Barack Obama debating Hillary Clinton? Hey, what we want to see is John McCain debating New York Times Executive Editor Bill Keller.
But you take what you can get. And Thursday night in Austin, Texas, what we got was two lovey-dovey candidates who formed a mutual admiration society for an hour until the CNN moderators got sick of it and sicced the two on each other.
The issue the two Democrats were invited to attack each other on was whether Barack Obama was a plagiarist. Obama denied it, saying that he had been given permission to use a supporter's words without credit.
That gave Clinton the opportunity to deliver the killer line of the evening.
"If your candidacy is going to be about words, they should be your own words," Clinton said. "Lifting whole passages is not change you can believe in; it's change you can Xerox."
But one was immediately left wondering: Were those really Clinton's "own words"? Did she write them herself? Or was she just taking credit for them?
In any case, all that her bon mot earned her in the debate hall was a smattering of boos and a mutter from Obama.
Which is a continuing difficulty for Clinton and her campaign strategists: Will being more negative, more polarizing and less pleasant really help her win over Democratic voters? Democratic primary voters want Democrats to beat up on Republicans, not on each other.
Clinton went negative in a debate in Myrtle Beach, S.C., on Jan. 21, accusing Obama, among other things, of associating with a "slum landlord." Five days later, Obama beat her in South Carolina by 29 percentage points.
Clinton threw the kitchen sink at Obama in Wisconsin with a series of negative TV ads and speeches, and he beat her there Tuesday by 17 points.
The contest in which she most showed her most warm and human side New Hampshire is a state she won.
And, in fact, Clinton's best moment Thursday night came at the very end of the debate, when she was asked to talk about a crisis she has weathered and she said with a knowing smile: "Well, I think everybody here knows I've lived through some crises and some challenging moments in my life."
The audience laughed and applauded at her reference to her husband's infidelity. (Take that for your support, Bill! This is politics! Anybody can get thrown off the sled!)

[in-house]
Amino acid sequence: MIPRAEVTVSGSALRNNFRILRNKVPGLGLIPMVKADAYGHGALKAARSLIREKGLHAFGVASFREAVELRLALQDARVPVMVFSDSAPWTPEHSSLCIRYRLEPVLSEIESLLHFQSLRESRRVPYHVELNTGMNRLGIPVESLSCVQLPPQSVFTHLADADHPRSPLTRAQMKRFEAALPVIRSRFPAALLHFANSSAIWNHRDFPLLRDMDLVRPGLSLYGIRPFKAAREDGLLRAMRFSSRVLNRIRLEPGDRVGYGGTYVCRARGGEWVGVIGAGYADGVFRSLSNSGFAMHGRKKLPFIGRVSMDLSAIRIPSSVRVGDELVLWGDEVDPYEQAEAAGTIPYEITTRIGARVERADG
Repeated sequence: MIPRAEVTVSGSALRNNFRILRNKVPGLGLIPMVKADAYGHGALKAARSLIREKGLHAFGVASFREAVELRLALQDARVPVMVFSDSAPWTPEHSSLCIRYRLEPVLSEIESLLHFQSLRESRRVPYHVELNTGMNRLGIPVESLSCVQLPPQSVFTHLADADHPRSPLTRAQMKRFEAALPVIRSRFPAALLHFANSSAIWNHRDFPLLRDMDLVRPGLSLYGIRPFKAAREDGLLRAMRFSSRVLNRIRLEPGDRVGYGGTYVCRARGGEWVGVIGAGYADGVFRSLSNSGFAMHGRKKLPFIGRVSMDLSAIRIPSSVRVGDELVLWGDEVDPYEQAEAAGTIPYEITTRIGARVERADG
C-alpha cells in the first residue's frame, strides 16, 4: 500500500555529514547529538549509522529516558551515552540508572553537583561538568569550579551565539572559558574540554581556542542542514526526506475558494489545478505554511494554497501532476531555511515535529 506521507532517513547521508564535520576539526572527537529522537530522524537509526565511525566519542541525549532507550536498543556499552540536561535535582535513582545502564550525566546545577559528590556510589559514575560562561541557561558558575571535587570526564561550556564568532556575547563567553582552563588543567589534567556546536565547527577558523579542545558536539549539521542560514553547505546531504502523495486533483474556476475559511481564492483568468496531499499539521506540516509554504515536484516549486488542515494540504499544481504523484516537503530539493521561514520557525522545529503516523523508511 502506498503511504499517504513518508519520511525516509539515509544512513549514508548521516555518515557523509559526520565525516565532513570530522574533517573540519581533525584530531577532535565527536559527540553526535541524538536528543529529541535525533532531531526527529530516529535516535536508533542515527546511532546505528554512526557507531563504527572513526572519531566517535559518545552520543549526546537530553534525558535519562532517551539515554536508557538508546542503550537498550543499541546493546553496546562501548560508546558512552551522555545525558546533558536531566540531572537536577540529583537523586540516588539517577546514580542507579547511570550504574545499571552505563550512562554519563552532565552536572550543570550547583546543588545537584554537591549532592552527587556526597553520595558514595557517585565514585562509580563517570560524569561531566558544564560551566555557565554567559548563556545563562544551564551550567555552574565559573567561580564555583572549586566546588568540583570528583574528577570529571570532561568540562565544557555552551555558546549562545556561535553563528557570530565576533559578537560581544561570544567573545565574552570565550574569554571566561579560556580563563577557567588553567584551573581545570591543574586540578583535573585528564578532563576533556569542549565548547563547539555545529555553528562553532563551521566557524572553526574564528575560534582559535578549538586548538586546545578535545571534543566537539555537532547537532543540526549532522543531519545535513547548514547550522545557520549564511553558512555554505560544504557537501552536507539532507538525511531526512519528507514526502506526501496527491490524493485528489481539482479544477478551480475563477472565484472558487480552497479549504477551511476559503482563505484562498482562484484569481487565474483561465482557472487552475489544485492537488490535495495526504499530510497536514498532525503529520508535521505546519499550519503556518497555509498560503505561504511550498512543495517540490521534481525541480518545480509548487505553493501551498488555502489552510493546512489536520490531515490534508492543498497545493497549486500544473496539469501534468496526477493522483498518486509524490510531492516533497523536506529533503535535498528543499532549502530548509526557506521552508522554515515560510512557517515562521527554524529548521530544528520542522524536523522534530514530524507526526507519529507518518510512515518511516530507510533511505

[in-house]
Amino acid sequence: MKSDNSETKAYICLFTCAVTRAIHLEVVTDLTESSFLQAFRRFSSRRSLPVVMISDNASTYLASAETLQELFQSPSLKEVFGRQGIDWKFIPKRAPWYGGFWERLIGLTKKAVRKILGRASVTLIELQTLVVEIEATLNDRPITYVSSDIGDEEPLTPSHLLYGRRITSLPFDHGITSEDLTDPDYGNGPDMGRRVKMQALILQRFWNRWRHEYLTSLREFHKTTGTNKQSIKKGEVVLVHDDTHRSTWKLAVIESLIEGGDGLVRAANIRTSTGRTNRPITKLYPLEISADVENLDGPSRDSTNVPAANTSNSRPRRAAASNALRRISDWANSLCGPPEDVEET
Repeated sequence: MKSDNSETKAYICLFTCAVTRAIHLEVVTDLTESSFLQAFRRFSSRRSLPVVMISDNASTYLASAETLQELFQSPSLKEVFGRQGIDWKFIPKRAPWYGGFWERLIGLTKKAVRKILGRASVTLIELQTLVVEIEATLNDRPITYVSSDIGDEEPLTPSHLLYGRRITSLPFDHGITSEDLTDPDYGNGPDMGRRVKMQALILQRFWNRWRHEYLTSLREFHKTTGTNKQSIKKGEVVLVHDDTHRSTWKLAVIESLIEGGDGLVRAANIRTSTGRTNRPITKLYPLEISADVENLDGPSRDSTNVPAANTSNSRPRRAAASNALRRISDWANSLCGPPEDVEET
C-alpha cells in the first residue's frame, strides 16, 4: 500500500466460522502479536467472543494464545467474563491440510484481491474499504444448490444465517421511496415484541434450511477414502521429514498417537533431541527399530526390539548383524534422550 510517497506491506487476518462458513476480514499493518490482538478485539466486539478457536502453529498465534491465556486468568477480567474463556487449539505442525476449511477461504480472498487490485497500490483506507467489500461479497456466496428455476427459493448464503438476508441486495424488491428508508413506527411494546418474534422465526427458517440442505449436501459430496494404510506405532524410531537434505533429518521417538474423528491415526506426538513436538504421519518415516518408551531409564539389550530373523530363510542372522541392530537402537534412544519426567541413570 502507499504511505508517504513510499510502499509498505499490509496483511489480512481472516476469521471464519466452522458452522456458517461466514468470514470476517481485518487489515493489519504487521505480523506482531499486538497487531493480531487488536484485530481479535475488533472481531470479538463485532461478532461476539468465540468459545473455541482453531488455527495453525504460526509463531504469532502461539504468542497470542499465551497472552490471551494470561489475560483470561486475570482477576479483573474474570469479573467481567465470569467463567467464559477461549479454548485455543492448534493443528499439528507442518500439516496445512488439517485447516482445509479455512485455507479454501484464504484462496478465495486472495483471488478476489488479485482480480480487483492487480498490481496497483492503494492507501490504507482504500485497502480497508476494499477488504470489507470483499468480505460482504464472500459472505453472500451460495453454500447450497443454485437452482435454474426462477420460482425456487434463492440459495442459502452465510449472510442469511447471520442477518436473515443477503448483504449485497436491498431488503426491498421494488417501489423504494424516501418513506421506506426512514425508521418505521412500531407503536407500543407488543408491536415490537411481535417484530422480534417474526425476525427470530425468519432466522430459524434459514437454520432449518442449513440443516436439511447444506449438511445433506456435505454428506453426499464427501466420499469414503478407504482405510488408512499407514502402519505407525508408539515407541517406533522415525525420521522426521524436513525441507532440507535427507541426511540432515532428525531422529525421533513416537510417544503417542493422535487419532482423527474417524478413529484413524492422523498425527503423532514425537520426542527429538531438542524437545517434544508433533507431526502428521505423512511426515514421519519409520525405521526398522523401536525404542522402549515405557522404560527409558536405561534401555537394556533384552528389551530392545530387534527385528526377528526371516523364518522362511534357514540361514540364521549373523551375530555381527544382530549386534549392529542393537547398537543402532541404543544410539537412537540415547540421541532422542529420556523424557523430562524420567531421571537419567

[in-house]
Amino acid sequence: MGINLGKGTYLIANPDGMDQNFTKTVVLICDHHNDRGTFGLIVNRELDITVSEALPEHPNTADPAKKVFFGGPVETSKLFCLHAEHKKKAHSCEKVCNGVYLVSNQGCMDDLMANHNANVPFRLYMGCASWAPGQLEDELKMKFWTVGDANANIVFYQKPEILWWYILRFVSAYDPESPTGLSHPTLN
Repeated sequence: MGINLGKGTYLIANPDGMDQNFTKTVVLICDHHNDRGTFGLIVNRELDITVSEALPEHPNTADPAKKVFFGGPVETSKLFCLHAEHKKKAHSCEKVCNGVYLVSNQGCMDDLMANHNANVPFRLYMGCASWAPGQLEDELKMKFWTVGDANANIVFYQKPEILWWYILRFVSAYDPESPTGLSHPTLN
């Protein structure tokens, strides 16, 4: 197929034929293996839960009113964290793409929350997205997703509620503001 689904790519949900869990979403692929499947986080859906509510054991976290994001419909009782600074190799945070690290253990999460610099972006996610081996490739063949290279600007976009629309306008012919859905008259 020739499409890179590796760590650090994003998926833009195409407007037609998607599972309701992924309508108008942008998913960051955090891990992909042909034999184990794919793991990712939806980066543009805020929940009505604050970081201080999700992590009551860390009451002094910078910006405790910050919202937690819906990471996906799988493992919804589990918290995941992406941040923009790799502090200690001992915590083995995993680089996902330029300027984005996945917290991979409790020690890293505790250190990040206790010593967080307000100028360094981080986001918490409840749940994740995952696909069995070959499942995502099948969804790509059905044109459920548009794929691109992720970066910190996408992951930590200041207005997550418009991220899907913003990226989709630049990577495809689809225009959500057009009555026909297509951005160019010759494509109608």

But, by the end of the evening, one was still left wondering what Clinton's Plan B was, how she intends to snap Obama's 11-0 winning streak since Super Tuesday.
Texas and Ohio vote on March 4, and in Texas Clinton is depending on the Latino vote and in Ohio she is depending on looking like she will be better able to handle a bad economy.
But during the debate, the two candidates were able to show few real differences. When each was asked to name specific differences on the economy, Obama said: "Senator Clinton and I, I think, both agree on many of these issues."
And guess what? He was right!
Clinton responded: "Well, I would agree with a lot that Senator Obama just said."
Stylistically, Clinton seemed to enjoy herself more she beamed throughout the evening and while Obama clearly had a head cold, I have watched him at 19 of these debates now and I have never gotten the impression he was enjoying himself. Enjoyment is not impossible. John Edwards, a trial lawyer, clearly enjoyed the cut and thrust of debates. But Obama not so much. He prefers speeches (his own and others) to debating.
Still, he made his two key points: First, inspiration matters.
"The reason that this campaign has done so well is because people understand that it is not just a matter of putting forward policy positions," he said. "If we can't inspire the American people to get involved in their government...then we will continue to see the kind of gridlock and nonperformance in Washington that is resulting in families suffering in very real ways."
Second, his position against the Iraq war matters.
"On what I believe was the single most important foreign policy decision of this generation, whether or not to go to war in Iraq, I believe I showed the judgment of a commander in chief," he said. "And I think that Senator Clinton was wrong in her judgments on that."
Clinton once again hit her chief talking point. "I do offer solutions, that's what I believe in and what I have done," she said. "And there are differences between our records and our accomplishments."
By the end of the debate, they were best buds again. Obama not only pulled back the chair for her, but he looked like he was actually going to peck her on the cheek. At the last moment, however, he stuck out his hand and she grasped it in both of hers.
Now let's find a stage and two chairs and get that McCain and Keller guy to go at it.